If the V5 serves as Vandermark's workshop and main creative outlet, with the DKV Trio on hiatus Vandermark's primary alternate group has been the Free Music Ensemble (FME), completed by trusty bassist Nate McBride and percussionist Paal Nilssen-Love (who has emerged as Vandermark's most sympathetic collaborator). Disc One of this 2-CD set captures the band in Boston, while Disc 2 reshuffles the same musical pieces into a different order, resulting in performances that are very different, but remain hauntingly familiar from one performance to the next. Montage encompasses every facet of FME's creative ambition: compositions dedicated to great filmmakers, spliced together to juxtapose silence with volume and abstract sound experiments with roaring improvisation, all delivered by a trio as tight as Ben Wallace's braids.

Tracks and Personnel

A Discountinous Line

Tracks: Convertible, Version One (for Charles Eames); Reciprocal (for Santiago Calatrava); La Dernier Cri (for Elliot Carter); Some Not All (for Phillip Wilson); Aperture (for Walker Evans); Morricone (for Sergio Leone); Convertible, Version Two (for Ray Eames); The Ladder (for Giorgio De Chirico)

Personnel: Ken Vandermark: baritone saxophone, Bb clarinet, bass clarinet; Dave Rempis: alto and tenor saxophones; Fred Lonberg-Holm: cello; Kent Kessler: bass; Tim Daisy: drums

Free Jazz Classics, Vol. 3 & 4

Tracks: CD1: The Bridge; Strode Rode; Freedom Suite, Pt.2; John S.; East Broadway Rundown; Alfie Suite (He's Younger Than You Are / Little Malcolm Loves His Dad/Street Runner With Child)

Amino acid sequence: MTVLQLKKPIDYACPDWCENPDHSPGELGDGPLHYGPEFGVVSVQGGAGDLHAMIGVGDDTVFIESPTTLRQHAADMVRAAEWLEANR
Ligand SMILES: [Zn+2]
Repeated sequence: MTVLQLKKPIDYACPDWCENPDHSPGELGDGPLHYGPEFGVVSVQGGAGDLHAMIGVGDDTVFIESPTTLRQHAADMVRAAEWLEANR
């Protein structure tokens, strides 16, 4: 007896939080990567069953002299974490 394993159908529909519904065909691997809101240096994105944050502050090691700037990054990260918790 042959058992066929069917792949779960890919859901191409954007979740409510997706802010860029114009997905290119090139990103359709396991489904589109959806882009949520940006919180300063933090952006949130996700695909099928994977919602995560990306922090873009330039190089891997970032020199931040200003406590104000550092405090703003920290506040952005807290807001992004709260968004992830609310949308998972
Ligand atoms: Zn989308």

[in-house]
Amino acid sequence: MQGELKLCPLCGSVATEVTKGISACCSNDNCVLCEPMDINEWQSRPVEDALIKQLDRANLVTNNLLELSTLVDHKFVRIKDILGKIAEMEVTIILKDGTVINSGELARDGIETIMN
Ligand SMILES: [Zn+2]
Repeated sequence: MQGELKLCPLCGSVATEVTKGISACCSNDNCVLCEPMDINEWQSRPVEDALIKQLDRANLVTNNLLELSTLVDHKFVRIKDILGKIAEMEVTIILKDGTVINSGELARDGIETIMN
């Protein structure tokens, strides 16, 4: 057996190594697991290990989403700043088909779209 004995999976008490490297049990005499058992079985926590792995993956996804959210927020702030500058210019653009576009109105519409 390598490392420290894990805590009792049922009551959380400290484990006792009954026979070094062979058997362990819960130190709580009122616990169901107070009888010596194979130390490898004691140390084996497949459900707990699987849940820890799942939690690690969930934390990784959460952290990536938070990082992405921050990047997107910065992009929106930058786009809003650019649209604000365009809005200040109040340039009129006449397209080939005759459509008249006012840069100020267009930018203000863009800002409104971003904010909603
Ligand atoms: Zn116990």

CD2: The Black and Crazy Blues (Blue Rol); The Free Kings Suite (Meeting on Termini's Corner, Three For The Festival, A Handful of Fives); The Inflated Tear; Rip, Rig and Panic Suite (From Bechet, Byas and Fats/Rip, Rig and Panic/No Tonic Press); Silverization/Volunteered Slavery

Personnel: Ken Vandermark: tenor saxophone, baritone saxophone, Bb clarinet, bass clarinet; Dave Rempis: alto saxophone, tenor saxophone; Jeb Bishop: trombone; Kent Kessler: bass; Tim Daisy: drums


Tracks: One; Uncle B.; Ideas (part one); Ideas (part two); Still Up; Layers; West Coast; Tightrope; Drumsax County; Sonus

Personnel: Ken Vandermark: tenor & baritones saxophones, clarinet; Marcin Oles: double bass; Bartlomiej Brat Oles: drums


Tracks: CD 1: On A Wire (for Sergio Leone)/Montage (for Sergei Eisenstein)/False Rabbit (for Federico Fellini); But Only Almost (for Takeshi Kitano)/Looking At Dutch Stairs (for Buster Keaton); Drift (for John Cassavetes)/Decoder (for Stanley Kubrick); New Reference (for Peter Greenaway)/Ottica (for Akira Kurosawa)/Exit The Republic (for Orson Welles)

CD 2: Exit The Republic (for Orson Welles)/Drift (for John Cassavetes)/Ottica (for Akira Kurosawa)/New Reference (for Peter Greenaway)/Decoder (for Stanley Kubrick); But Only Almost (for Takeshi Kitano)/False Rabbit (for Federico Fellini)/Montage (for Sergei Eisenstein); On A Wire (for Sergio Leone)/Looking At Dutch Stairs (for Buster Keaton)

Personnel: Ken Vandermark; reeds; Paal Nilssen-Love: drums; Nate McBride: bass